When the check came, I reached for my gift certificate -- and that's when I remembered.  Oh dear.  I remembered what was written on the gift certificate.  Whichever member of my precious email group who actually called and ordered the gift certificate -- and I think I probably know who that was -- she had asked for these words to be written on it:  "For Susie... we love you!  From -- Your whores." It was then that I realized that I was going to have to hand this certificate over to these gentle souls, who are so proud to work at the place that earned the distinction of being the greenest restaurant in the nation.

Oh dear.

I agonized with Bonnie and Dawg.  They thought it was hysterical, of course.  I said, "You realize that one of these sweet people is probably the person who actually wrote this, right?"  And they laughed more. So when our server came over, I said, "My dear, dear friends gave me this gift certificate, and there is something written on it that may be a bit shocking. I am so sorry."  She laughed, said it was fine, and walked away with it.  Phew.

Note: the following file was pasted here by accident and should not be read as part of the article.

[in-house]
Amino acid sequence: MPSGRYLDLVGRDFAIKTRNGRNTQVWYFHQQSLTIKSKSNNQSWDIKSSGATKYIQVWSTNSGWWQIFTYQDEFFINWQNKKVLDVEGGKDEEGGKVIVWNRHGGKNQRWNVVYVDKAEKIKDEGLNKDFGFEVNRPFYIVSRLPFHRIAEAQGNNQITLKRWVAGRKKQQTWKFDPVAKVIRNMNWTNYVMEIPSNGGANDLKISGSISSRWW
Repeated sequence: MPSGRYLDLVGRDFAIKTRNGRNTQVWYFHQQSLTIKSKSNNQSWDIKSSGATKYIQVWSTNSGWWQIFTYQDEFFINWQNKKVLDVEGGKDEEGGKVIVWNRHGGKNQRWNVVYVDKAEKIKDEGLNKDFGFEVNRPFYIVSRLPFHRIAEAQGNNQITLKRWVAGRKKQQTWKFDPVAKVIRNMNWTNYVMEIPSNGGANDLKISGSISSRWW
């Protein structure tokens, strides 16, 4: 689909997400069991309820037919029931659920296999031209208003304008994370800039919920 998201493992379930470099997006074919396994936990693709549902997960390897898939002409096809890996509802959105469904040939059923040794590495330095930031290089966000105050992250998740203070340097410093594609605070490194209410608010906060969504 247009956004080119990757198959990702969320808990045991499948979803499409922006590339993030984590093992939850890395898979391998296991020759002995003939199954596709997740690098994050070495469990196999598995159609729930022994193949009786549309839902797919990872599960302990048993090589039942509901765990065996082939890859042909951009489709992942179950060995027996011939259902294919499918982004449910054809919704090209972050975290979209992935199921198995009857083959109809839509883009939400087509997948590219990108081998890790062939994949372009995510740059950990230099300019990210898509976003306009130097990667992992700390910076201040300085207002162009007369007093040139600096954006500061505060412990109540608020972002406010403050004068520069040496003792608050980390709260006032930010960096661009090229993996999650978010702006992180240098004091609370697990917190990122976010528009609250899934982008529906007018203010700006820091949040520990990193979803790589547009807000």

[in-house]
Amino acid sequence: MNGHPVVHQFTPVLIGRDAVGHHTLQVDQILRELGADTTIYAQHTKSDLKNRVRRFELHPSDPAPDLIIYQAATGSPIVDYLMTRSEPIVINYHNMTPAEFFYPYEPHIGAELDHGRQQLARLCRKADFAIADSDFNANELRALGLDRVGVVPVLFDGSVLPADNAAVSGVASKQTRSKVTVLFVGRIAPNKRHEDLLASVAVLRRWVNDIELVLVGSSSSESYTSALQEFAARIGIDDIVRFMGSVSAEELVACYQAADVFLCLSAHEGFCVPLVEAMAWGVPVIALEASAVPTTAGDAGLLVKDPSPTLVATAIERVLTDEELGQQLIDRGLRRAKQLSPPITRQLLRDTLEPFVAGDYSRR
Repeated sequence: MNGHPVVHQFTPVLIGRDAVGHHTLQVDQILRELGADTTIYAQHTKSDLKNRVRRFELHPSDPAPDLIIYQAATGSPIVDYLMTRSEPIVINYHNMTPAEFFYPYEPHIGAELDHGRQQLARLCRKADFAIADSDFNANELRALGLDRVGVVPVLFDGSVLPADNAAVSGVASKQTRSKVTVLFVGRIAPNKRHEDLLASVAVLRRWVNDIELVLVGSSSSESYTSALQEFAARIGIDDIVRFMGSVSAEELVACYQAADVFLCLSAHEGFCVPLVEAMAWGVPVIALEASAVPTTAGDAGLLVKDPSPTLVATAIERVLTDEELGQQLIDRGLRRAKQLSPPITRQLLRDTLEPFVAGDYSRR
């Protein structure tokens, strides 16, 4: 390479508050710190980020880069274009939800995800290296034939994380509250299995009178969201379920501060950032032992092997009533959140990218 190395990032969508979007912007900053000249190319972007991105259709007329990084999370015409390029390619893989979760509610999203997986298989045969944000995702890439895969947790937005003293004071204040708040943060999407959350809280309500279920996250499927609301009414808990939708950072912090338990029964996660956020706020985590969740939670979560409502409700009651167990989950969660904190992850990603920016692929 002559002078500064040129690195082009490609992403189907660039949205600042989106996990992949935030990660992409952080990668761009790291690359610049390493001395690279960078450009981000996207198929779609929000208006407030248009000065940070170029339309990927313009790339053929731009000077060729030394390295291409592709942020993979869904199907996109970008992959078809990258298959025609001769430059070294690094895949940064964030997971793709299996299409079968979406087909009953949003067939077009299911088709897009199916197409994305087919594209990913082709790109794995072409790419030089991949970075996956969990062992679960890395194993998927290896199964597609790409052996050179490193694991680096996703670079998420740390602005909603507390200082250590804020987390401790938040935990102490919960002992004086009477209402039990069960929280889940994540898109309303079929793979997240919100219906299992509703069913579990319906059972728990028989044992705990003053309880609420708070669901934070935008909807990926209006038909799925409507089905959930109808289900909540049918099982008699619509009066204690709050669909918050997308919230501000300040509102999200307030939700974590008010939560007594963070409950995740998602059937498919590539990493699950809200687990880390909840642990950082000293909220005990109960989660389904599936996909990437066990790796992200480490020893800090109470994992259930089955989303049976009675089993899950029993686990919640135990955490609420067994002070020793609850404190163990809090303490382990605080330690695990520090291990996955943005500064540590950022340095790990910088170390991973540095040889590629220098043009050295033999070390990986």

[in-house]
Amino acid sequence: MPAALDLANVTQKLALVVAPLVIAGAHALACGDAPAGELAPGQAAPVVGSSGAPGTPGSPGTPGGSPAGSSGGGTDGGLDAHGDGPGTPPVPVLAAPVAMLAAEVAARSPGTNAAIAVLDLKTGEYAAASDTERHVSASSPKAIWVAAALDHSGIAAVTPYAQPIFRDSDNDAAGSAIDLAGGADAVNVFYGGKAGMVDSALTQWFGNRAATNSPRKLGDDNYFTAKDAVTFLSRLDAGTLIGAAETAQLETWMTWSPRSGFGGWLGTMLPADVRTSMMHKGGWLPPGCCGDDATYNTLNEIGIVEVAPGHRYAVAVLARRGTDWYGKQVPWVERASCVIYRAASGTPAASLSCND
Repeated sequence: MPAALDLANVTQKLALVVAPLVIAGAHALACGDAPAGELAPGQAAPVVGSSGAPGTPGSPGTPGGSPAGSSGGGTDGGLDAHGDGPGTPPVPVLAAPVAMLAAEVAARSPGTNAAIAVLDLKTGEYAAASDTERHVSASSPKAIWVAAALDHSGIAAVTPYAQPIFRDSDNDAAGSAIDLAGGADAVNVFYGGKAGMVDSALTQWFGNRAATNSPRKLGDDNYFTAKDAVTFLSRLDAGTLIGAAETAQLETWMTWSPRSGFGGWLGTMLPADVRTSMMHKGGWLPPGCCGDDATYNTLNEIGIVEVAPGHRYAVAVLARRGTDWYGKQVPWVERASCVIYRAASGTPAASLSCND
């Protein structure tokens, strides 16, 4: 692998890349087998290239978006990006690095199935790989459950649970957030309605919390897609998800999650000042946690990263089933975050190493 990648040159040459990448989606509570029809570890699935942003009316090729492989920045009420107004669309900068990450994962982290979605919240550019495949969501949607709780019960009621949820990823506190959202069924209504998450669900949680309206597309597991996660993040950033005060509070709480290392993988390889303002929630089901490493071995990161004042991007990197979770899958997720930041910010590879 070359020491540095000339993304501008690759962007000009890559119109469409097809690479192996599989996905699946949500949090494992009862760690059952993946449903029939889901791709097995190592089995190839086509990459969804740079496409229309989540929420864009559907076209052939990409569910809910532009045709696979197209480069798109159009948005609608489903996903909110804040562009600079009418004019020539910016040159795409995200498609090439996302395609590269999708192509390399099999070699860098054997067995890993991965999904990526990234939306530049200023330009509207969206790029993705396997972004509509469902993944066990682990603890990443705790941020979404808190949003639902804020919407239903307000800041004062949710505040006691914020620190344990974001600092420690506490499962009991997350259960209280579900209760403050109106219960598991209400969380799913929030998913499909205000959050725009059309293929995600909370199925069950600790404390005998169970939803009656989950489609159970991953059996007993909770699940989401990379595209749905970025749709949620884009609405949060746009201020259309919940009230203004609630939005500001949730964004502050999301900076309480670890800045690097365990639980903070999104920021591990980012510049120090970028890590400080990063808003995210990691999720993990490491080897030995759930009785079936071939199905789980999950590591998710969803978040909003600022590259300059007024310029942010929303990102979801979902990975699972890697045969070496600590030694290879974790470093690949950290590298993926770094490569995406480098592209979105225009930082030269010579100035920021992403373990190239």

We resumed our coffee and conversation.  Earlier, I had seen a young man emerge from the back, and he made eye contact and smiled at me.  The same young man now approached our table.  I quickly noticed that on his uniform was the name "Clayton Chapman" -- he was the owner and the head chef.  Coming to OUR table.  He said, "I just had to come and meet you... I have been waiting to see who would come in and use this gift certificate!"  If I was a person who blushed, I would have been Husker red.  I laughed and laughed, and he said that HE was the one who took the call, and filled out the gift certificate.  He said he hesitated, but was assured that it was "safe."  He chatted with us a little, we told him how much we had enjoyed everything, and he retreated.  He was a delight.  He was also, I kid you not, 25 years old.  I googled him.

Eventually, we realized we had been there 2 1/2 hours, and decided we should peel ourselves away from this little green slice of heaven, with its recycled steel framing, its vegetable-based to-go boxes, its low-flow faucets, and its reclaimed barnwood furniture.  As we left, Clayton (the owner-chef) met us at the door and sent us off with lovely little pastries to enjoy with our morning coffee.  Bless his heart.

We took a picture in front of the place, because such a memorable evening needed a photo.